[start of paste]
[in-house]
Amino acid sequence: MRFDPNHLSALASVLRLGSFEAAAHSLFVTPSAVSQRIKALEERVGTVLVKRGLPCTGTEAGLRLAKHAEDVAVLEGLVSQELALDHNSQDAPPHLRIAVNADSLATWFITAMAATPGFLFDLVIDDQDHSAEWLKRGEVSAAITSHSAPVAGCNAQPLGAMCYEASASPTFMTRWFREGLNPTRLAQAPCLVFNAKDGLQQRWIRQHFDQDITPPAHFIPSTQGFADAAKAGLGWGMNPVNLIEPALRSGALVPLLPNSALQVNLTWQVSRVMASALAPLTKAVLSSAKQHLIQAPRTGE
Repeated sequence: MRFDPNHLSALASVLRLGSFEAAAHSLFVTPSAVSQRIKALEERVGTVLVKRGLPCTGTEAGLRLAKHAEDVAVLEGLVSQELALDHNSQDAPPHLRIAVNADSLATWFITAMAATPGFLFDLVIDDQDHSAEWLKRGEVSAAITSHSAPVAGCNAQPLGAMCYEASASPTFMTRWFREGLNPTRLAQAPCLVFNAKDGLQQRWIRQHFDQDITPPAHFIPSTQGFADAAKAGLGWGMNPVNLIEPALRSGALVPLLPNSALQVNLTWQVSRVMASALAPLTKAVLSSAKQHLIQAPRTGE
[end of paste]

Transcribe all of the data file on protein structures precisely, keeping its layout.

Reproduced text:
[in-house]
Amino acid sequence: MRFDPNHLSALASVLRLGSFEAAAHSLFVTPSAVSQRIKALEERVGTVLVKRGLPCTGTEAGLRLAKHAEDVAVLEGLVSQELALDHNSQDAPPHLRIAVNADSLATWFITAMAATPGFLFDLVIDDQDHSAEWLKRGEVSAAITSHSAPVAGCNAQPLGAMCYEASASPTFMTRWFREGLNPTRLAQAPCLVFNAKDGLQQRWIRQHFDQDITPPAHFIPSTQGFADAAKAGLGWGMNPVNLIEPALRSGALVPLLPNSALQVNLTWQVSRVMASALAPLTKAVLSSAKQHLIQAPRTGE
Repeated sequence: MRFDPNHLSALASVLRLGSFEAAAHSLFVTPSAVSQRIKALEERVGTVLVKRGLPCTGTEAGLRLAKHAEDVAVLEGLVSQELALDHNSQDAPPHLRIAVNADSLATWFITAMAATPGFLFDLVIDDQDHSAEWLKRGEVSAAITSHSAPVAGCNAQPLGAMCYEASASPTFMTRWFREGLNPTRLAQAPCLVFNAKDGLQQRWIRQHFDQDITPPAHFIPSTQGFADAAKAGLGWGMNPVNLIEPALRSGALVPLLPNSALQVNLTWQVSRVMASALAPLTKAVLSSAKQHLIQAPRTGE